I spent a lot of time thinking about how critical IT information could be stored in SharePoint to achieve the goals of quick and easy access to information, make tasks like change/configuration management more transparent and efficient, as well as capture knowledge and documentation. I was influenced considerably by ISO17799 as it was called back then, especially in the area of asset management. I liked the use of the term "IT Assets" in ISO17799 and the strong emphasis on ownership and custodianship.

ISO defined asset as "any tangible or intangible thing that has value to an organization". It maintained that "…to achieve and maintain appropriate protection of organizational assets. All assets should be accounted for and have a nominated owner. Owners should be identified for all assets and the responsibility for the maintenance of appropriate controls should be assigned. The implementation of specific controls may be delegated by the owner as appropriate but the owner remains responsible for the proper protection of the assets."

That idea of delegation is that an owner of an asset can delegate the day-to-day management of that asset to a custodian, but the owner still bears ultimate responsibility.

So I developed a portal around this idea, but soon was hit by some constraints due to the broad ISO definition of an asset. Since assets have interdependencies, geeks have a tendency to over-complicate things and product a messy web of interdependencies. After some trial and error, as well as some soul searching I was able to come up with a 3 tier model that worked.

I changed the use of the word "asset", and split it into three broad asset types.

  • Devices (eg Server, SAN, Switch, Router, etc)
  • IT Services (eg Messaging, Databases, IP Network, etc)
  • Information Assets (eg Intranet, Timesheets,
image

The main thing to note about this model is to explain the different between an IT Service and an Information Asset. The distinction is in the area of ownership. In the case of an "Information Asset", the ownership of that asset is not IT. IT are a service provider, and by definition the IT view of the world is different to the rest of the organisation. An "IT Service" on the other hand, is always owned by IT and it is the IT services that underpin information assets.

So there is a hierarchical relationship there. You can’t have an information asset without an IT service providing it. Accountabilities are clear also. IT own the service, but are not responsible for the information asset itself – that’s for other areas of the organisation. (an Information Asset can also depend on other information assets as well as many IT services.

While this may sound so obvious that its not worth writing, my experience is that IT department often view information assets and the services providing those assets as one and the same thing.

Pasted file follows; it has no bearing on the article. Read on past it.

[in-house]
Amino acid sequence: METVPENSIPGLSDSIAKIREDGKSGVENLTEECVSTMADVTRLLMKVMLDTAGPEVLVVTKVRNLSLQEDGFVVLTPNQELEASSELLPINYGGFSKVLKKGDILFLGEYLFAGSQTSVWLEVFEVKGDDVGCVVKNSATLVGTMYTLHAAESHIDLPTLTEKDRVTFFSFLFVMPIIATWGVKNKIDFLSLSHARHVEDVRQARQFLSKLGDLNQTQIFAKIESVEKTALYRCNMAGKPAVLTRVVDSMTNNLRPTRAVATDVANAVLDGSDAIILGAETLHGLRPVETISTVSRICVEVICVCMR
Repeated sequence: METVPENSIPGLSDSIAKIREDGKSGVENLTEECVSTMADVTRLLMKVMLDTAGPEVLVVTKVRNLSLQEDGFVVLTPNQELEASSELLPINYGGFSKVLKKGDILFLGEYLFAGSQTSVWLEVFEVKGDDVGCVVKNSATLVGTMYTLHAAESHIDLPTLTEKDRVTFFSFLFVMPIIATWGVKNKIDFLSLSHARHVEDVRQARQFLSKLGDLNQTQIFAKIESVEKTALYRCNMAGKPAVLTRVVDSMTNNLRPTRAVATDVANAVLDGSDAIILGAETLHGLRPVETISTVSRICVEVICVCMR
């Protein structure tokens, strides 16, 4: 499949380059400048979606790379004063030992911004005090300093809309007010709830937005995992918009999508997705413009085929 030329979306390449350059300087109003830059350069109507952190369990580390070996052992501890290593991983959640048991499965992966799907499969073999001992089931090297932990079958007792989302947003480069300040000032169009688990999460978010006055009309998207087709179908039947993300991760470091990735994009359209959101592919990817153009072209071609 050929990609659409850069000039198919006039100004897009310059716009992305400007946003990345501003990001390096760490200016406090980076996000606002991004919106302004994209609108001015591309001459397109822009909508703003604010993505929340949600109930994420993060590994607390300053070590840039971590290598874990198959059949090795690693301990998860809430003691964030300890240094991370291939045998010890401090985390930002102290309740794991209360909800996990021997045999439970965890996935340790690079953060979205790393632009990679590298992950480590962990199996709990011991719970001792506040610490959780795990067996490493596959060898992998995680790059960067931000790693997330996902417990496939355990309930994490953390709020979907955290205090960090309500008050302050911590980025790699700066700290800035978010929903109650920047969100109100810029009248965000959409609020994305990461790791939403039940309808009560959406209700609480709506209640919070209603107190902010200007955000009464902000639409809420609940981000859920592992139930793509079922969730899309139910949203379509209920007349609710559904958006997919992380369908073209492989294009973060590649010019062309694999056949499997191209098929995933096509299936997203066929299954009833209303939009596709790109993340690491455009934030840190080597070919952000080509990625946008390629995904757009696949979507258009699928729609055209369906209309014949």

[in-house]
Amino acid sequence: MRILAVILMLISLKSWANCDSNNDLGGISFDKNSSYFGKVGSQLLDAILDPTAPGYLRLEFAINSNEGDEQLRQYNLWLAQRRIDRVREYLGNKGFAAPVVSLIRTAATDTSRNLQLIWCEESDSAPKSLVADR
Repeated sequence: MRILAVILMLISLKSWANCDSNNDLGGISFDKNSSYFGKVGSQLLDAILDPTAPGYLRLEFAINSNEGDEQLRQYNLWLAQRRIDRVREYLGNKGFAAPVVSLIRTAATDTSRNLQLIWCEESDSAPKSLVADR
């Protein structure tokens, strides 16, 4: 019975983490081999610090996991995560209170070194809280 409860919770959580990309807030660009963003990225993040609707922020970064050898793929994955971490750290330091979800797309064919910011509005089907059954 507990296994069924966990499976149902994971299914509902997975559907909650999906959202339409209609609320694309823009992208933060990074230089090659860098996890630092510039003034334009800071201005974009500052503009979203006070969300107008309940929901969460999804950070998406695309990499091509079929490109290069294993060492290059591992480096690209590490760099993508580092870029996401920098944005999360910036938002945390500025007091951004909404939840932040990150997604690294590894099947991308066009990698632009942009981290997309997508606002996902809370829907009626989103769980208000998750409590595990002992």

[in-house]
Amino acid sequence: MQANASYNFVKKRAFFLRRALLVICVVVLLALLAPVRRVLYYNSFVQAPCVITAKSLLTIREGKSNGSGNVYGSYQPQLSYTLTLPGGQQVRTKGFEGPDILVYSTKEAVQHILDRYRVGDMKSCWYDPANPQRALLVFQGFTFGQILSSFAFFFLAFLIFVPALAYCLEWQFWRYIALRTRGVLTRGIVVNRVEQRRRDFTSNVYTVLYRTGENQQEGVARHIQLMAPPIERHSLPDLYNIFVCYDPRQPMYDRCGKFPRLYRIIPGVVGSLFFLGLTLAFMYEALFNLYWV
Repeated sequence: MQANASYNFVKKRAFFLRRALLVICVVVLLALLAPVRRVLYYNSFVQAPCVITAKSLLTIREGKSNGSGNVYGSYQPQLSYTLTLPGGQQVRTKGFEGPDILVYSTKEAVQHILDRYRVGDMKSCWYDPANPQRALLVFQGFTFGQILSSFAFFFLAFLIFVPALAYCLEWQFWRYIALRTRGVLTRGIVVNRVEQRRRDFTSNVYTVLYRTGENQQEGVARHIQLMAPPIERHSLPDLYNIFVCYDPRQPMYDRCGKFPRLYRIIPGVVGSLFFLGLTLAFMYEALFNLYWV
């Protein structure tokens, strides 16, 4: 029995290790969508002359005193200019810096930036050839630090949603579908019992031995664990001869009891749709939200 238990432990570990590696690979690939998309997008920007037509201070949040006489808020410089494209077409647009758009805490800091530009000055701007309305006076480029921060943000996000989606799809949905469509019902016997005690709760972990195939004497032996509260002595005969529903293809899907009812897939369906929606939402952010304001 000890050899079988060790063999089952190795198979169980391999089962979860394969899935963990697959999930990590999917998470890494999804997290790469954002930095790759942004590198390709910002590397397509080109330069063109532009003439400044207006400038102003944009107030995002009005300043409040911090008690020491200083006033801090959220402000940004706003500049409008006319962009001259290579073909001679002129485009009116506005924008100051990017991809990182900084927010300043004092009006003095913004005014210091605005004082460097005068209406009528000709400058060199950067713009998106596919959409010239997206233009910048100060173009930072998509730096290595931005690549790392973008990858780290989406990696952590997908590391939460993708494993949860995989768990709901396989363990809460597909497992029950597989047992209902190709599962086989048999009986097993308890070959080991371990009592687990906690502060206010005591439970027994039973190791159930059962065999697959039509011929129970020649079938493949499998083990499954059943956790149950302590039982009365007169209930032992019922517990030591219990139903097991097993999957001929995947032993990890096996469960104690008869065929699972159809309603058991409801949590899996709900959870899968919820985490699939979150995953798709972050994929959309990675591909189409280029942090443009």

Devices and Services

So, as an IT department, we provide a variety of services to the organisation. We provide them with an IP network, potentially a voice over IP system, a database subsystem, a backup and recovery service, etc.

It is fairly obvious that each IT service consists of a combination of IT devices (and often other IT services). an IP network is an obvious one and a basic example. The devices that underpin the "IP Network" service are routers, switches and wireless access points.

For devices we need to store information like

  • Serial Number
  • Warranty Details
  • Physical Location
  • Vendor information
  • Passwords
  • Device Type
  • IP Address
  • Change/Configuration Management history
  • IT Services that depend on this device (there is usually more than 1)

For services, we need to store information like

  • Service Owner
  • Service Custodian
  • Service Level Agreement (uptime guarantees, etc)
  • Change/Configuration Management history
  • IT Devices that underpin this service (there is usually more than 1)
  • Dependency relationships with other IT services
  • Information Assets that depend on this IT service

Keen eyed ITIL practitioners will realise that all I am describing here is a SharePoint based CMDB. I have a site template, content types, lists, event handlers and workflows that allow the above information to be managed in SharePoint. Below is three snippets showing sections of the portal, drilling down into the device view by location (click to expand), before showing the actual information about the server "DM01"

image image

image

Now the above screen is the one that I am interested in. You may also notice that the page above is a system generated page, based on the list called "IT Devices". I want to add real-time performance data to this screen, so that as well as being able to see asset information about a device, I also want to see its recent performance.

Modifying a system page

I talked about making modifications to system pages in detail in part 3 of my branding using Javascript series. Essentially, a system page is an automatically generated ASPX page that SharePoint creates. Think about what happens each time you add a column to a list or library. The NewForm.aspx, Editform.Aspx and Dispform.aspx are modified as they have to be rebuild to display the new or modified column.

SharePoint makes it a little tricky to edit these pages on account of custom modifications running the risk of breaking things. But as I described in the branding series, using the ToolPaneView hack does the job for us in a safe manner.